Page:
E 5.1 You must be able to label on a diagram of the brain, the medulla oblongata, cerebellum, hypothalamus, pituitary gland and cerebral hemispheres.
E5.2 Outline the funcyions of the medulla oblongata, cerebellum, hypothalamus, pituitary gland and cerebral hemispheres.
E 5.3 Explain how animal experiments, lesions and fMRI (functional magnetic resonance imaging) scanning can be used in the identification of the brain part involved in specific functions.
Functional magnetic resonance imaging: a form of magnetic resonance imaging of the brain that registers blood flow to functioning areas of the brain. It is a technique that helps to pinpoint functional areas of the brain. While the MRI is scanning, the patient is asked to perform a series of activities and movements, such as reading a list or tapping fingers. The areas of the brain that correlate to these movements and activities "light up" on the scan and create an image. This information is used by surgical navigation computers in the planning of incisions, skull openings and tumor removal to minimize neurological deficits.
Benefits are that it is a non invasive proceedure and the exact part of the brain used can be easily seen.
Many experiments have been done on animals, usually primates where the skull is removed to get to the brain.
The brain must be kept alive so that it functions correctly
The animal must then be given tasks and the responses observed
There are many ethical objections to this, such as animal sacrifice for human gain
Accidents to the brain, stroke and tumours can damage specific parts of the brain, the damaged area is a lesion. From the position of the lesion, we can dertemine functions of that part of the brain by observing what the patient can no longer do.
This proceedure is as a reult of an accident and can'y be used to test for brain function otherwise.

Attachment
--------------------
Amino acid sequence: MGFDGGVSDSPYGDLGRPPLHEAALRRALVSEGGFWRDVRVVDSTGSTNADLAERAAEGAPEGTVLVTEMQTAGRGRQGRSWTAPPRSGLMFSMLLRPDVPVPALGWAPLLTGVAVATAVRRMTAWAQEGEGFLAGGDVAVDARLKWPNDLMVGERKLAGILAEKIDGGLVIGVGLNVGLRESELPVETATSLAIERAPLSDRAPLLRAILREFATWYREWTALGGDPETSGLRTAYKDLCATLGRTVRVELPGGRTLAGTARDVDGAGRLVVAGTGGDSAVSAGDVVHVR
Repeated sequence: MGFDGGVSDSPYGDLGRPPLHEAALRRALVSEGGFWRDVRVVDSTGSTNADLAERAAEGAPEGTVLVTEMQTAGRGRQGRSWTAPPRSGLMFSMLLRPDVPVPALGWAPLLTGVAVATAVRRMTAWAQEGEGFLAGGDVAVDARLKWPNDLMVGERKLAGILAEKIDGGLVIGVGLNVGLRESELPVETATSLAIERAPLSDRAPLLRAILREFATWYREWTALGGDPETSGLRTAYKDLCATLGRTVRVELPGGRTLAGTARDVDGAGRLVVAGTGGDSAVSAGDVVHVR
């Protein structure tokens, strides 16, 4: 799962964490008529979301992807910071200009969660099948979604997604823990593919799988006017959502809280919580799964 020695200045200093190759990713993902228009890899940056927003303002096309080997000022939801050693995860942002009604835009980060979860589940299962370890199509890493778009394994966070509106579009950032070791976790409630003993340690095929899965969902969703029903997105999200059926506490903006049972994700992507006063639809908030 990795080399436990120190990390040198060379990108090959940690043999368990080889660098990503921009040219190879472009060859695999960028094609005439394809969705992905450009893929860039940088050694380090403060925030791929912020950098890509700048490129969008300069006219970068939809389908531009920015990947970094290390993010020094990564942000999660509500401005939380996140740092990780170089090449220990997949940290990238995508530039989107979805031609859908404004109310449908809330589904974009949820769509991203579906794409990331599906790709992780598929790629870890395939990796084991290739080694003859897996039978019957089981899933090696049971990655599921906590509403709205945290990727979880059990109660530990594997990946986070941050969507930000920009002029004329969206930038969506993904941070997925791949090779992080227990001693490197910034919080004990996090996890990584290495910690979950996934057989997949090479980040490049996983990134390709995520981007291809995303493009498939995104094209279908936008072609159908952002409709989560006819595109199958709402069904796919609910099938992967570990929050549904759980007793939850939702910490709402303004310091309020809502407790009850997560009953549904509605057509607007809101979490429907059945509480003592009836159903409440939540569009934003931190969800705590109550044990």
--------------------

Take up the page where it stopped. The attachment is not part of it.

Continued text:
Tumour on the brain
E5.4 Explain sympathetic and parasympathetic control of the heart rate, movements of the iris and flow of blood to the gut.
E5.5 Explain the pupil reflex
E 5.6 Discuss the concept of brain death and the use of the pupil reflex in testing for this.
Reasons to use pupils reflex to idicate brain death Reasons to not use pupils reflex to idicate brain death
1. The pupil is a cranial reflex/ ANS reflex controlled by 1. Some drugs eg Barbiturates interfere with the pupils reflex
the brain stem. If this is lost then they are likely to be 2. Nerve damage/ retinal damage may interfere with the pupil reflex
E 5.7 Outline how pain is perceived and how endorphins can act as painkillers.
Opioids bind to receptors on interneurons in the pain pathways in the central nervous system. The natural ligands for these receptors are two enkephalins
The two enkephalins are released at synapses on neurons involved in transmitting pain signals back to the brain. Instead of synapsing with a dendrite or cell body, the enkephalin synapse occurs close to the terminal of a pain-signaling neuron. The enkephalins hyperpolarize the postsynaptic membrane thus inhibiting it from transmitting these pain signals.
The drawing shows how this mechanism might work. The activation of enkephalin synapses suppresses the release of the neurotransmitter (substance P) used by the sensory neurons involved in the perception of chronic and/or intense pain.
The ability to perceive pain is vital. However, faced with massive, chronic, intractable pain, it makes sense to have a system that decreases its own sensitivity . Enkephalin synapses provide this intrinsic pain suppressing system.
Morphine and the other opioids bind these same receptors. This makes them excellent pain killers.
1. Sensation of painful stimuli
> nociceptors > mechanoreceptors > thermoreceptors
- ascending fibers transmit message of pain to various brain locations - neurotransmitter = substance P - excitatory neurotransmitter released by pre-synaptic neuron - increases Na+ permeability in post-synaptic membrane
2. Inhibition of pain